Dyes in Foods: Natural versus Synthetic

868 WordsJun 21, 20184 Pages
Dyes in Foods Kool-Aid, strawberry ice cream, and Doritos: What do these things have in common? Whether you realize it or not, many ordinary foods contain dyes. Some of the dyes are natural; others are synthetic. Is one better than the other? According to the The Columbia Electronic Encyclopedia, a dye is a “synthetic or natural coloring used to color various materials.” Today, many dyes are used in foods all around the world. As of January 2014, the United States Food and Drug Administration certifies nine different dyes-Blue 1, 2; Green 3; Red 3, 5, 6, 40; Yellow 5 and 6 (Beil). Blue dyes are usually found in ice creams, blueberry-flavored foods, and baked goods. Red dyes are often in candies, cookies, and chips. Cheeses and…show more content…
Natural dyes are also harder to blend with the foods the coloring is being added to. Even back in the 1800s, using dyes in foods created a controversy (Beil). When people first started using artificial dyes, chalk, copper, coal tar, and lead were tried. After studied, scientists realized that these ingredients were poisonous and were banned from American foods (Beil). However, countries around the world continued to use coloring similar to the ones that were first attempted in America. The food industry realized that people were getting sick from these added chemicals and went back to not adding anything into their foods. The problem was swept under the rug until it came up again in 1918. A new dye came into the food industry world, which was classified as Sudan 1. Countries did not think this dye was harmful because it appeared to be a “natural color” (Winnett). This dye was not added into American foods but it was in foods imported into the States. Sudan 1 was used in Indian chili powder and other similar spices. Immediately, people all over the world began to get sick, and this dye was banned worldwide. In 1995, Italy realized that European countries still added this in over three hundred-fifty foods illegally (Winnett). Italian government officials told the Food Services of America, and then the United Kingdom products were tested. Sure enough, these products were contaminated. However, this was discovered two years too late; hundreds of products containing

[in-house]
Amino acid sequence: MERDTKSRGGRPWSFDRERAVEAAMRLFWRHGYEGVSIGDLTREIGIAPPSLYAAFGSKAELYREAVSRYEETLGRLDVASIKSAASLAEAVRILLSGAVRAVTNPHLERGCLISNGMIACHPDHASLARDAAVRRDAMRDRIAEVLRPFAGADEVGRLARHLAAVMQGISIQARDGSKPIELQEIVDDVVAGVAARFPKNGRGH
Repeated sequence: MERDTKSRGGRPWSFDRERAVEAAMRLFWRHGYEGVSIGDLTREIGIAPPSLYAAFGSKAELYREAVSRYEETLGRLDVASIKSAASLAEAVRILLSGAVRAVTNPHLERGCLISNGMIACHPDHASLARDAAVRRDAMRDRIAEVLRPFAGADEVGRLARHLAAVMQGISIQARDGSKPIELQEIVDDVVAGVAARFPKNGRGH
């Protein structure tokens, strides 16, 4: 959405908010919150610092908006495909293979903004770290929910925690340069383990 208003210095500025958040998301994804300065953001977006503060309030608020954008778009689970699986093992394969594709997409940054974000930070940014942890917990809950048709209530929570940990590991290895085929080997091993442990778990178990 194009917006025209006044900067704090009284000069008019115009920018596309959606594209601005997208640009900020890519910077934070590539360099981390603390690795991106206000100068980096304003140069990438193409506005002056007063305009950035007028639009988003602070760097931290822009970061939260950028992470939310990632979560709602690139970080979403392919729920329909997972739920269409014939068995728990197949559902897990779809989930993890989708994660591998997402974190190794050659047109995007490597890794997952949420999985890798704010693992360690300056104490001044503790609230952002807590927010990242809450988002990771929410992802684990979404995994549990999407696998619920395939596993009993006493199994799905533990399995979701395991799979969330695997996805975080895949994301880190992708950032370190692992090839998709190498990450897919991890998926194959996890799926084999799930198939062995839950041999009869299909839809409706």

Open Document